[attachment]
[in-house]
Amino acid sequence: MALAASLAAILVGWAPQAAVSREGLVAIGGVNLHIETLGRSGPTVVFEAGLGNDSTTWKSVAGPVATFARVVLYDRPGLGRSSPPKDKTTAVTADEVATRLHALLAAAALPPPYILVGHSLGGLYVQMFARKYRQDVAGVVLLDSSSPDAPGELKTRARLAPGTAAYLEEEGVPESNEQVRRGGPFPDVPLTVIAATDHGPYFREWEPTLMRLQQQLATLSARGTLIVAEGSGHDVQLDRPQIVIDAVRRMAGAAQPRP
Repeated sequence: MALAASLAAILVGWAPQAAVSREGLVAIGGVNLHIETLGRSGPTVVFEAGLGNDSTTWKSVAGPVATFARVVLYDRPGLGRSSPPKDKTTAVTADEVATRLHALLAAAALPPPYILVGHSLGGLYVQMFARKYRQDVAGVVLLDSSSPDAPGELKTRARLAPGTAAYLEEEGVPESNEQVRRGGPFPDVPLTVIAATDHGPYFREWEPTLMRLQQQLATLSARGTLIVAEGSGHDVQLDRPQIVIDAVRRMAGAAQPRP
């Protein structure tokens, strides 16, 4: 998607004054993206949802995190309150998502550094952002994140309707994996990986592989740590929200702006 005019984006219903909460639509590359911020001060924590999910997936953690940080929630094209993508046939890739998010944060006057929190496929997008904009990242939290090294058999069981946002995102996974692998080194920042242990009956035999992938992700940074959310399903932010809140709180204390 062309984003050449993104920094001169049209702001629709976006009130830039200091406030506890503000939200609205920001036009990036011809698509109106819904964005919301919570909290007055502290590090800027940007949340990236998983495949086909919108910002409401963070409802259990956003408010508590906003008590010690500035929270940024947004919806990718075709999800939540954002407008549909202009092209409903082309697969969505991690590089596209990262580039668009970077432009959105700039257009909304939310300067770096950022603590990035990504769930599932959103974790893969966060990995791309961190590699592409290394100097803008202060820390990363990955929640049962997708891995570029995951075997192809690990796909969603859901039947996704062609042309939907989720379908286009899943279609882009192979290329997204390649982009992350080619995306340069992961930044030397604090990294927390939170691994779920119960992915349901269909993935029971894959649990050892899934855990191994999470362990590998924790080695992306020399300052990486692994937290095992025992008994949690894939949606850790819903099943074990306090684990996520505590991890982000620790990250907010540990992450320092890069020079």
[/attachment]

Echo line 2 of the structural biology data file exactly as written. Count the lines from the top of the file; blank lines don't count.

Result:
Amino acid sequence: MALAASLAAILVGWAPQAAVSREGLVAIGGVNLHIETLGRSGPTVVFEAGLGNDSTTWKSVAGPVATFARVVLYDRPGLGRSSPPKDKTTAVTADEVATRLHALLAAAALPPPYILVGHSLGGLYVQMFARKYRQDVAGVVLLDSSSPDAPGELKTRARLAPGTAAYLEEEGVPESNEQVRRGGPFPDVPLTVIAATDHGPYFREWEPTLMRLQQQLATLSARGTLIVAEGSGHDVQLDRPQIVIDAVRRMAGAAQPRP